The Date class is used when we are only dealing with dates, not times. As we have seen above that representing times is more complex than representing dates, we should always use this class when we are only interested in dates (e.g., the day on which some event \(x\) happened), rather than more specific details (e.g., the time of \(x\)).

Obtaining the current date

In R, the current date can be obtained by evaluating the Sys.Date() function:

Calling Sys.Date() prints a string, but actually returns an object of class Date that can be assigned to a variable (e.g., dt):

Evaluating ?Dates in the R Console provides documentation on the “Date” class.

Figuring out what kind of object dt is, is non-trivial. Curiously, dates appear somewhat similar to numbers, but not entirely:

To reveal the internal representation of dates in R, we can apply the base R function unclass() to a date:42

Curiously, evaluating unclass(dt) yields the number 18473. To find out what kind of number this is, we can apply the ds4psy function is.wholenumber() to the date dt:43

Thus, objects of the class Date are internally represented as numbers. More specifically, dates in R are actually integers. But this insight only raises further questions:

  • How are the values of these integers being determined?

  • More specifically, what do dates count, and where does the counting begin?

When viewing integers as counts of something, these questions asks about the mechanism, the unit, and the origin of counting. The following code snippets answer both questions:

Thus, the “original” date (corresponding to a count of zero) is defined as “1970-01-01” or “Thursday, 1970-01-01” and the internal value of a date denotes the number of days elapsed since then.

But this creates yet another conundrum:

  • What about dates before 1970? Do we need another system for historic dates?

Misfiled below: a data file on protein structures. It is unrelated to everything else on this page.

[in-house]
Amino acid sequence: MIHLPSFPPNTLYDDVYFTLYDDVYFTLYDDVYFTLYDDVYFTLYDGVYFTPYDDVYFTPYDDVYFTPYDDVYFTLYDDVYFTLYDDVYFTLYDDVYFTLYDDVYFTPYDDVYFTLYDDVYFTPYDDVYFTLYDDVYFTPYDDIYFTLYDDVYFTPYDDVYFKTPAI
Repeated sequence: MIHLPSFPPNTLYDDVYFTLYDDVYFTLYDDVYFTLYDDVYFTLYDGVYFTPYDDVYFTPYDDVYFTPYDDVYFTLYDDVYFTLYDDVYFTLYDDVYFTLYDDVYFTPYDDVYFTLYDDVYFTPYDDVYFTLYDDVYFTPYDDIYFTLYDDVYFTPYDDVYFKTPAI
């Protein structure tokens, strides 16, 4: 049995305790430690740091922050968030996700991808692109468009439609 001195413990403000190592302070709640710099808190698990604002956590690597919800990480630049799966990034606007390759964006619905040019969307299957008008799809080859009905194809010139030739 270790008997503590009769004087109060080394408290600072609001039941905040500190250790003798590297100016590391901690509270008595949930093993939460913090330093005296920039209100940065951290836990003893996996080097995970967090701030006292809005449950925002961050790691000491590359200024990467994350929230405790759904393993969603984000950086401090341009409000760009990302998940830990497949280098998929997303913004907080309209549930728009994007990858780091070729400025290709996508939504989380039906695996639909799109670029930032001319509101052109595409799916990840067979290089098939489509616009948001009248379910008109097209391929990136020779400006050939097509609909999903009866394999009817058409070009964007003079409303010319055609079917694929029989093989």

Fortunately, the answer is no, as the following example shows:

When dates are represented as the number of days since “1970-01-01”, any earlier date is simply described by counting backwards and using negative integer values to indicate the direction of the count.

Incidentally, the date of “1970-01-01” is also known as the Unix epoch (see Wikipedia: Unix_time for details) and can be obtained by evaluating orgin (of the lubridate package):

Creating (and representing) dates

So far, we have learned that Sys.Date() shows the current date and dates are internally represented as integers. However, we also need some way of entering arbitrary dates (i.e., dates that are not today’s date). And once we have created a date, we will want to query it for particular parts (e.g., its month, or weekday). As we will see, entering and interpreting dates in base R can be tricky, as it requires knowing some vocabulary of a date-time description language called “POSIX” (see below).

When dealing with dates, we essentially face two distinct tasks:

  1. We want to create new date objects by entering or parsing dates (as strings).

  2. We want to retrieve dates (or particular elements of dates) from existing date objects.

Both of these tasks require that we can denote and label particular elements of dates — that will be the job of “POSIX” and so called “conversion specifications”. But before we learn to enter arbitrary dates, our insight that dates are actually represented as integers raises another interesting question:

  • If dates are numbers, are we to enter dates as numbers as well?